Biological DredgeStation: BioDredge / Rock Pile
Date: 10/09/2015, 9:51 am
Conditions: sunny, no wind, 94°F
Latitude: 33.675° to 33.674° N
Longitude: 118.221° to 118.226° W
Sediment Desc: Gravel to cobble sized rocks (siltstones& basalt (?))
Flora & Fauna: Colonia tunicate, CA cone snail, whelk, whelk eggs (hatched), sea cucumber, parchament tube worm, sand crabs, bat star, brittle star, white sea urchin, brown cowrie, red rock shrimp, and scallops.
Kelp does not put down roots in the sediments on the seafloor. Instead, it anchors itself onto rocks. Many organisms make these rocks their own. The area on the San Pedro shelf called the "Rock Pile" is where the coastline used to be 10,000 years ago. As the planet warmed and the ice sheets melted, sealevels rose, covering this rocky coastline with seawater.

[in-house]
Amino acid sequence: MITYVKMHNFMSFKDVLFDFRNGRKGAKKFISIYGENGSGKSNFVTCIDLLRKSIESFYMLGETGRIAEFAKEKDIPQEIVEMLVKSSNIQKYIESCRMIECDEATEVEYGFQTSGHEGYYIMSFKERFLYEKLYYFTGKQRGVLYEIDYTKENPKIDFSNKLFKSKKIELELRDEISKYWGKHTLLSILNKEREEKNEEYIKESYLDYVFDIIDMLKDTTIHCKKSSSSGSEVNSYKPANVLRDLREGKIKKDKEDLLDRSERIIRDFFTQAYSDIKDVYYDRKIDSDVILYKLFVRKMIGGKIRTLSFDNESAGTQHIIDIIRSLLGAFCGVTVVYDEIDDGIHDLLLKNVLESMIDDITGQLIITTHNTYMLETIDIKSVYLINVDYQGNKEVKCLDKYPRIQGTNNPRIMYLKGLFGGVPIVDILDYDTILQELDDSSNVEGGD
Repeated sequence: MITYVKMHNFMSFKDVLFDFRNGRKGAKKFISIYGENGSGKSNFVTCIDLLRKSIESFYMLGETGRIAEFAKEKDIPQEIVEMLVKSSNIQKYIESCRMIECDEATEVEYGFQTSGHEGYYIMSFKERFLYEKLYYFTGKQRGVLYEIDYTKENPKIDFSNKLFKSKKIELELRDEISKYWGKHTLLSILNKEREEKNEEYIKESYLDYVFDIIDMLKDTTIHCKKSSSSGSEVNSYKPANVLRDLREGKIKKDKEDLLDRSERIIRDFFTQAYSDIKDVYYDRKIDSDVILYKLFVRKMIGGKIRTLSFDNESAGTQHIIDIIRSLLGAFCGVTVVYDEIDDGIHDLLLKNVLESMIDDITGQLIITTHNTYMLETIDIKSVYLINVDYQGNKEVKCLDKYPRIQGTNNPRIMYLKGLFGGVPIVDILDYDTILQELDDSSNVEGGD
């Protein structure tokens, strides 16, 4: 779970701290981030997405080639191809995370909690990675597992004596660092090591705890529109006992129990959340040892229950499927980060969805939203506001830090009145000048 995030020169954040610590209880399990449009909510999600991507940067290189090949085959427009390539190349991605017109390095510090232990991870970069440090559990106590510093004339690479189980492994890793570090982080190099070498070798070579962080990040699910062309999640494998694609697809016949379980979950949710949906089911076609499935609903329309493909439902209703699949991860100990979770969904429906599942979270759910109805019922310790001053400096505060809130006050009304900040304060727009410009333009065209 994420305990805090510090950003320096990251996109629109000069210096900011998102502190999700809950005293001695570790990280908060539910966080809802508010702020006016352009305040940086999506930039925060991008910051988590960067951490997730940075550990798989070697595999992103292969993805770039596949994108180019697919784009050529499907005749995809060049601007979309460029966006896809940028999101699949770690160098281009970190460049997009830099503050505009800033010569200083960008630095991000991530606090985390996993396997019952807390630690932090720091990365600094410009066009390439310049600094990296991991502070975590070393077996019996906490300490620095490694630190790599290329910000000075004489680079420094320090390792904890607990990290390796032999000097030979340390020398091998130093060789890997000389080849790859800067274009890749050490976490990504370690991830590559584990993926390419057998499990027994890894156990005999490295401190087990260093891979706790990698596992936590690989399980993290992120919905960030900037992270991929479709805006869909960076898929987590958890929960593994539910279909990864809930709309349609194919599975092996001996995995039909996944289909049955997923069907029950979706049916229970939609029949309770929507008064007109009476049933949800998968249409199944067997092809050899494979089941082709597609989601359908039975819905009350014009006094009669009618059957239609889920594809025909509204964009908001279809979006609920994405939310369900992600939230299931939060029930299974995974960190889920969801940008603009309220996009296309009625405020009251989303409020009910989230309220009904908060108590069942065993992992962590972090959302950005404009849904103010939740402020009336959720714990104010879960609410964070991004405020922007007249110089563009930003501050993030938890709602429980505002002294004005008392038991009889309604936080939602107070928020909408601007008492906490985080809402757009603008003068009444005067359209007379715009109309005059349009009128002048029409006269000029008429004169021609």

Below are some pictures of the organisms we collected during this biodredge. All creatures were returned to the ocean.